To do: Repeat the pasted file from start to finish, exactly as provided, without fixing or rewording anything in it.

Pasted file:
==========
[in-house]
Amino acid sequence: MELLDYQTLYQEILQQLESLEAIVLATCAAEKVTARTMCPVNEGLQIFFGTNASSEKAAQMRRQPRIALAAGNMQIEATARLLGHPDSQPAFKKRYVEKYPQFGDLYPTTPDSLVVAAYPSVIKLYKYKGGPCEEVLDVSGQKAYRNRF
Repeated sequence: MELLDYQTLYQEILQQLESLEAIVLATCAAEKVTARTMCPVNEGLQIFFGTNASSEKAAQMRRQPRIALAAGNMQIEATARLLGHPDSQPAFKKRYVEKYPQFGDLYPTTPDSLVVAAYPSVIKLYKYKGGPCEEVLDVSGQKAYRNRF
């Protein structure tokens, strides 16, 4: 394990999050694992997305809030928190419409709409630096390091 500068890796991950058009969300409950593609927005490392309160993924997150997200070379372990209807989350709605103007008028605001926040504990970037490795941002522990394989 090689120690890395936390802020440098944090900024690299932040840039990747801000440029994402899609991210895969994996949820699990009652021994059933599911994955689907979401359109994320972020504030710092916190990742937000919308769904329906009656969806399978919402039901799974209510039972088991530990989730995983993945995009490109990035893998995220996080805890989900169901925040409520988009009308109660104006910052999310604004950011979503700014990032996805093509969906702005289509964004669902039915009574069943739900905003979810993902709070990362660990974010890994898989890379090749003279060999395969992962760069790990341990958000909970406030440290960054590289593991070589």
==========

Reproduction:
[in-house]
Amino acid sequence: MELLDYQTLYQEILQQLESLEAIVLATCAAEKVTARTMCPVNEGLQIFFGTNASSEKAAQMRRQPRIALAAGNMQIEATARLLGHPDSQPAFKKRYVEKYPQFGDLYPTTPDSLVVAAYPSVIKLYKYKGGPCEEVLDVSGQKAYRNRF
Repeated sequence: MELLDYQTLYQEILQQLESLEAIVLATCAAEKVTARTMCPVNEGLQIFFGTNASSEKAAQMRRQPRIALAAGNMQIEATARLLGHPDSQPAFKKRYVEKYPQFGDLYPTTPDSLVVAAYPSVIKLYKYKGGPCEEVLDVSGQKAYRNRF
């Protein structure tokens, strides 16, 4: 394990999050694992997305809030928190419409709409630096390091 500068890796991950058009969300409950593609927005490392309160993924997150997200070379372990209807989350709605103007008028605001926040504990970037490795941002522990394989 090689120690890395936390802020440098944090900024690299932040840039990747801000440029994402899609991210895969994996949820699990009652021994059933599911994955689907979401359109994320972020504030710092916190990742937000919308769904329906009656969806399978919402039901799974209510039972088991530990989730995983993945995009490109990035893998995220996080805890989900169901925040409520988009009308109660104006910052999310604004950011979503700014990032996805093509969906702005289509964004669902039915009574069943739900905003979810993902709070990362660990974010890994898989890379090749003279060999395969992962760069790990341990958000909970406030440290960054590289593991070589």